Shoppers browse assorted edible oil products at a D-Mart supermarket operated by Avenue Supermarts Ltd. in Thane. (Photographer: Dhiraj Singh/Bloomberg)

Consumer Goods Makers Won’t Be Taxed On Buy-One-Get-One-Free Offers

Consumer goods makers won’t have to pay tax on that extra bar of soap offered free or two additional biscuits in a pack to lure buyers.

The companies can also claim input tax credit on freebies offered under such promotional schemes, according to a circular on the website of the Central Board of Indirect Taxes and Customs.

The clarification comes as a breather for companies which were asked by the Directorate General of Goods and Services Tax Intelligence to pay tax on free products or extra grammage. The department had approached companies as they don’t pay goods and services tax on freebies but claim credit for taxes paid on manufacturing inputs, BloombergQuint had earlier reported.

On offers such as ‘buy two get one’ for the same product, a company doesn't have to pay GST, but can claim input tax credit for the whole product, Mayank Shah, category head at Parle Products Ltd., told BloombergQuint. But on unrelated free samples or gifts, he said, the company will have to pay GST and also won’t be to claim tax credit.

Clarity Over Pricing

The Department of Revenue cited a provision in the Central Goods and Services Act—section 7(1)(a)—that says goods or services supplied free shall not be treated as “supply”.

It may appear that one item is given free in such offers, but it’s not actually free, but a single price is charged for the entire package, according to the circular. Such supply or sale of goods can be treated as sale of two goods for the price of one, it said, adding that input tax credit shall be available to the manufacturer for both.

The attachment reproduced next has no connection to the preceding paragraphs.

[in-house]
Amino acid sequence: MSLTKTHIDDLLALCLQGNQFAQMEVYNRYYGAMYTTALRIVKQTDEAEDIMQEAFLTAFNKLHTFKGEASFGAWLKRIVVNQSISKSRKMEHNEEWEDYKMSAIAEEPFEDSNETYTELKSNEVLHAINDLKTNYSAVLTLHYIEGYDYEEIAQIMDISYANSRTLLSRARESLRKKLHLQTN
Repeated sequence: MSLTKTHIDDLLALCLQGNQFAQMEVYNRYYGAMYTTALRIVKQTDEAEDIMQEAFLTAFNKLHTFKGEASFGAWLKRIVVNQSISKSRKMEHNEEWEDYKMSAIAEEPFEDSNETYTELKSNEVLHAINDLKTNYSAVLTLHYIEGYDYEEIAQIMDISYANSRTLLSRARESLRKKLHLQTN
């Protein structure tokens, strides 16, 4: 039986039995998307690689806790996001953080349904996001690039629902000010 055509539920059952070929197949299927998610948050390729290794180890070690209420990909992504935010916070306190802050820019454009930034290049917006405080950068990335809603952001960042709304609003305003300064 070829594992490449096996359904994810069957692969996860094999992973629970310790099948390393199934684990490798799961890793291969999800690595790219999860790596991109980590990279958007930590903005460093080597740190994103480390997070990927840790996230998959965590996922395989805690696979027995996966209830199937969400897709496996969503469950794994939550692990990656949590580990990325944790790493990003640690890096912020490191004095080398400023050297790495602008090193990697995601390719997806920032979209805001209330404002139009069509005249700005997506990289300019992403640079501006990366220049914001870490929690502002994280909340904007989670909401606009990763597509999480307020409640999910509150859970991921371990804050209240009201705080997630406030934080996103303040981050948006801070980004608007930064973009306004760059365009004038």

How It Will Be Taxed

If two different products are sold together then the tax will have to be paid on the item which attracts the higher rate of tax. For example, a steel spoon offered free with a pack of tea will attract 12 percent GST—the tax rate on the spoon, not 5 percent applicable on tea.

Sumit Lunker, an indirect tax partner at PwC India, said the clarification provides clarity to the industry on reversal of credits on one-on-one free promotional offers. “This is a much-needed relief.”

Relief For Pharma Industry

The government clarified that free drug samples supplied by pharmaceutical companies shall not be treated as supplies or individual sale of products.

The circular—citing Section 17 (5)(h) of CGST Act—said the input tax credit will not be available if “goods are lost, stolen, destroyed, written off or disposed of by way of gift or free sample”.

If the pharmaceutical company is supplying free samples, it will not have to pay GST on it, but it will not be eligible to avail input tax credit, said Abhishek Jain, an indirect tax partner at EY India.

This, according to Shah, might create a problem. When you are dealing with spoilt stock or stock that is returned then it becomes an issue, he said. “As a supplier, you’re always dealing with them.”

The government has clarified that for discounts that are known at the time of sale can be adjusted from the value and the GST liability reduced accordingly, Jain from EY India said. “In cases where discounts are not known or given at the time of sale, like say for, product-related reasons, GST will have to paid on the sale value itself,” he added. Such discounts are given in business-to-business transactions.